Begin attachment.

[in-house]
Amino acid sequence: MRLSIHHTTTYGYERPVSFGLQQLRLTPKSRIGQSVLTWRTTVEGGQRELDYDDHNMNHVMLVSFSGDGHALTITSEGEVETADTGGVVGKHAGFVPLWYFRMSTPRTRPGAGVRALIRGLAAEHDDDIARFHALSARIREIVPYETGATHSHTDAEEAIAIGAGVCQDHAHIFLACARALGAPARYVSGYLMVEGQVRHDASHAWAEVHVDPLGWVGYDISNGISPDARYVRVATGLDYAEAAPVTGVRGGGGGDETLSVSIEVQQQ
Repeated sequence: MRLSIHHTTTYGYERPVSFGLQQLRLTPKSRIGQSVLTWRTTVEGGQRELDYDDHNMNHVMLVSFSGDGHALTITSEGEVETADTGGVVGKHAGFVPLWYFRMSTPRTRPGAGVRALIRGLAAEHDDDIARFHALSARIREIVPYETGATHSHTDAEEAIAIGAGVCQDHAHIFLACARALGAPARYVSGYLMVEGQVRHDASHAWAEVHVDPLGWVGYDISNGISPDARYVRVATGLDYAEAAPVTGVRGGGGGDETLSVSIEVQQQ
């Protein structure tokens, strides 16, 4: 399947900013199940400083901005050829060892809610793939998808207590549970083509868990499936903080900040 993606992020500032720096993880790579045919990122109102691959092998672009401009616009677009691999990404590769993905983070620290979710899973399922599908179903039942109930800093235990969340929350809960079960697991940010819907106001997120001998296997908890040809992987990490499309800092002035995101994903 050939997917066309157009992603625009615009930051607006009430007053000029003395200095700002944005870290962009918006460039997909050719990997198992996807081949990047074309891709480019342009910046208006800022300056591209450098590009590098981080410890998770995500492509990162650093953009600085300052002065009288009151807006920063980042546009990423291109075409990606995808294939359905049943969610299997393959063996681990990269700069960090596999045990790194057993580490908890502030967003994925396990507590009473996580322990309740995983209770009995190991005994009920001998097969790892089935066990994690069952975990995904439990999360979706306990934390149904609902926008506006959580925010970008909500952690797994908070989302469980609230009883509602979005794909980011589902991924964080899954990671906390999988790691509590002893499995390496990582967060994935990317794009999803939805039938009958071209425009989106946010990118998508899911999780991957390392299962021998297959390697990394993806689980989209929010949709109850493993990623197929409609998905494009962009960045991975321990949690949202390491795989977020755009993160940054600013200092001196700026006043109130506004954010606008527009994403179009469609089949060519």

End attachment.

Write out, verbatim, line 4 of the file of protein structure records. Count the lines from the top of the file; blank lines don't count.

């Protein structure tokens, strides 16, 4: 399947900013199940400083901005050829060892809610793939998808207590549970083509868990499936903080900040 993606992020500032720096993880790579045919990122109102691959092998672009401009616009677009691999990404590769993905983070620290979710899973399922599908179903039942109930800093235990969340929350809960079960697991940010819907106001997120001998296997908890040809992987990490499309800092002035995101994903 050939997917066309157009992603625009615009930051607006009430007053000029003395200095700002944005870290962009918006460039997909050719990997198992996807081949990047074309891709480019342009910046208006800022300056591209450098590009590098981080410890998770995500492509990162650093953009600085300052002065009288009151807006920063980042546009990423291109075409990606995808294939359905049943969610299997393959063996681990990269700069960090596999045990790194057993580490908890502030967003994925396990507590009473996580322990309740995983209770009995190991005994009920001998097969790892089935066990994690069952975990995904439990999360979706306990934390149904609902926008506006959580925010970008909500952690797994908070989302469980609230009883509602979005794909980011589902991924964080899954990671906390999988790691509590002893499995390496990582967060994935990317794009999803939805039938009958071209425009989106946010990118998508899911999780991957390392299962021998297959390697990394993806689980989209929010949709109850493993990623197929409609998905494009962009960045991975321990949690949202390491795989977020755009993160940054600013200092001196700026006043109130506004954010606008527009994403179009469609089949060519």